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Landfill Methane Outreach Program

Project Profile

Fauquier County LFG Energy Project

LMOP Award Winner
Location:
Warrenton, Virginia
End User(s):
Pepco Energy Services, Inc.
Sector(s):
Utility
Landfill(s):
Fauquier County Corral Farm Landfill
Landfill Size:
1.24 million tons waste-in-place (2005)
Project Type:
Reciprocating Engine (two Waukesha VHP5904LTD generator sets)
Project Size:
Rated at 2 megawatts (MW) (equates to about 15,000 MWh/year)
Environmental Benefits:
Carbon sequestered annually by 18,100 acres of pine or fir forests, annual greenhouse gas emissions from 16,300 passenger vehicles, or carbon dioxide emissions from 197,900 barrels of oil consumed. Annual energy savings equate to powering 1,200 homes. Estimated emissions reductions of 0.0232 million metric tons of carbon equivalents.
LMOP Partners Involved:
Fauquier County, Pepco Energy Services, Waukesha Engine Dresser
Last Updated:
7/7/2010

Photo of the Fauquier County LFG energy facility in Virginia.

A commitment to long-term, non-polluting energy led Fauquier County to take action. The county's Department of Environmental Services broke the mold when it voluntarily installed a landfill gas (LFG) collection system on a relatively small landfill and developed an LFG energy project.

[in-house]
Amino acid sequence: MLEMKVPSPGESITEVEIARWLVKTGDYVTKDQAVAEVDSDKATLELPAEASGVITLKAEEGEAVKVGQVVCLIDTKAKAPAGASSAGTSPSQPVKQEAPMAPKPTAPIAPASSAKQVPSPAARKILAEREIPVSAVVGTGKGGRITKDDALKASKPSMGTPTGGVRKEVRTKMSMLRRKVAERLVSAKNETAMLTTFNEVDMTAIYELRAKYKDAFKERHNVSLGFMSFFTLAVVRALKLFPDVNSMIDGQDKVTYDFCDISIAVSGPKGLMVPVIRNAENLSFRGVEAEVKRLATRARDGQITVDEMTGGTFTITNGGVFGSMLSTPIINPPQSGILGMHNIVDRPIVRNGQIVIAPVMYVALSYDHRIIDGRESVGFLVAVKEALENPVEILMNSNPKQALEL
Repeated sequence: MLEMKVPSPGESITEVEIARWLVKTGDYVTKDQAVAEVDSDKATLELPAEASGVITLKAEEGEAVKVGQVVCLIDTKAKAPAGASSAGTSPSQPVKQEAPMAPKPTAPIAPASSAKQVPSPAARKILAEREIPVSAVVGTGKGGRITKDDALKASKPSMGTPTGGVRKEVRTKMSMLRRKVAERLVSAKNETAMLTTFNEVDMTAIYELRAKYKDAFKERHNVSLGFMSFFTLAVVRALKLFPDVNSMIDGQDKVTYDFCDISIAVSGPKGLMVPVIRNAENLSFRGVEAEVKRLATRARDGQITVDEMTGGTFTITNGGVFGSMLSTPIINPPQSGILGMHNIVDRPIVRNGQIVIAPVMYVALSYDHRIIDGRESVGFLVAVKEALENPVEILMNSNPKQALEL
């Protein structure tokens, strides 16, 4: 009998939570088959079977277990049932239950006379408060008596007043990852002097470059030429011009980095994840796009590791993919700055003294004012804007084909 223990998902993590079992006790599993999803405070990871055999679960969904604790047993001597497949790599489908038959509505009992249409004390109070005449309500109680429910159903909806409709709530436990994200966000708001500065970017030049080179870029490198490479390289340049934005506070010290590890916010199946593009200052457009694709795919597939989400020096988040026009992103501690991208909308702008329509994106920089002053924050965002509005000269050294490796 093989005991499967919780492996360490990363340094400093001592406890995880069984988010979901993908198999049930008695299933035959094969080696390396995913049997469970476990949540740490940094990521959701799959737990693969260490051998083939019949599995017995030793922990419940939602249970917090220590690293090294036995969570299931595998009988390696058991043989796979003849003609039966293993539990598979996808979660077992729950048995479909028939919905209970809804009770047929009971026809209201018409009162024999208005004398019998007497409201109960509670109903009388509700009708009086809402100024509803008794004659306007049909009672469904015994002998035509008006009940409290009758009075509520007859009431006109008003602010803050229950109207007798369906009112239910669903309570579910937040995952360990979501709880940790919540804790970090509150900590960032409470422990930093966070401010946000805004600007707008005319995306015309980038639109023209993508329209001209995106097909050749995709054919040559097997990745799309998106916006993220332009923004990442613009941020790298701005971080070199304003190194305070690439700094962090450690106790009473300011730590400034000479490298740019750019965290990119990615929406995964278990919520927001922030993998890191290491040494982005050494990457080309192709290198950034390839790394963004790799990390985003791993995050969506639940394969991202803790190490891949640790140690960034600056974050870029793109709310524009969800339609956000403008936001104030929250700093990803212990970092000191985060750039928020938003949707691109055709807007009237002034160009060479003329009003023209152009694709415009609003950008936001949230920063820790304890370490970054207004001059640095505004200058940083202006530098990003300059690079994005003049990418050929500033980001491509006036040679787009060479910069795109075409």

Brought on line in May 2004, the self-proclaimed 'merchant power plant' was developed with no tax credits, no subsidies, and no grants, which are traditionally reserved for larger projects. A unique financial approach required no investment or other incentives from the state or the county.

To succeed, the county relies on being economically competitive with traditional wholesale power produced by coal, natural gas, and nuclear energy. An aggressive business plan controlled capital costs, manages operating expenses, and monetizes renewable energy credits. The facility is a modest building block of a regional LFG energy business strategy, designed to produce market-based wholesale bulk electricity.

The project's highlights include the following:

  • Blends low capital cost, design, and construction with best practice operating procedures.
  • Voluntary capture of LFG reduces environmental impact on neighbors and fuels electricity production.

If interested parties collaborate on areas of need and can be patient, a project can be devised that can provide positive results for landfill operators, developers, electricity consumers, and the environment. —Ellis Bingham, former Director, Fauquier County Environmental Services

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